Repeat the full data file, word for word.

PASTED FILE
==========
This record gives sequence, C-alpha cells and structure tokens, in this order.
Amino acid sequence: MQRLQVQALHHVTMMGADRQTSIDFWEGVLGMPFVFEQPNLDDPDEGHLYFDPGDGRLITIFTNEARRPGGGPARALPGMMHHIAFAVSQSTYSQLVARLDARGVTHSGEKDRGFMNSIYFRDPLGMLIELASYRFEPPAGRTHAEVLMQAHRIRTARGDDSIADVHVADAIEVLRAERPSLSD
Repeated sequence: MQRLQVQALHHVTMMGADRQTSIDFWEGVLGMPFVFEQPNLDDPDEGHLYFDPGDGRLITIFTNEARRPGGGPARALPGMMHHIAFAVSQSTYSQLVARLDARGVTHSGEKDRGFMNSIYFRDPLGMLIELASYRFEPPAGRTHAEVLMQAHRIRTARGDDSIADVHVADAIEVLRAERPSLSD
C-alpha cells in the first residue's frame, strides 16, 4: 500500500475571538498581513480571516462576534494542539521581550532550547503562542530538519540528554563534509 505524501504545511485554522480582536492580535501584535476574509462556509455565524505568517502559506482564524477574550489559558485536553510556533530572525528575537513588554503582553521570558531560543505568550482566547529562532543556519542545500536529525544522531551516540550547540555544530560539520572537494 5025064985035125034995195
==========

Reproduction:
This record gives sequence, C-alpha cells and structure tokens, in this order.
Amino acid sequence: MQRLQVQALHHVTMMGADRQTSIDFWEGVLGMPFVFEQPNLDDPDEGHLYFDPGDGRLITIFTNEARRPGGGPARALPGMMHHIAFAVSQSTYSQLVARLDARGVTHSGEKDRGFMNSIYFRDPLGMLIELASYRFEPPAGRTHAEVLMQAHRIRTARGDDSIADVHVADAIEVLRAERPSLSD
Repeated sequence: MQRLQVQALHHVTMMGADRQTSIDFWEGVLGMPFVFEQPNLDDPDEGHLYFDPGDGRLITIFTNEARRPGGGPARALPGMMHHIAFAVSQSTYSQLVARLDARGVTHSGEKDRGFMNSIYFRDPLGMLIELASYRFEPPAGRTHAEVLMQAHRIRTARGDDSIADVHVADAIEVLRAERPSLSD
C-alpha cells in the first residue's frame, strides 16, 4: 500500500475571538498581513480571516462576534494542539521581550532550547503562542530538519540528554563534509 505524501504545511485554522480582536492580535501584535476574509462556509455565524505568517502559506482564524477574550489559558485536553510556533530572525528575537513588554503582553521570558531560543505568550482566547529562532543556519542545500536529525544522531551516540550547540555544530560539520572537494 5025064985035125034995195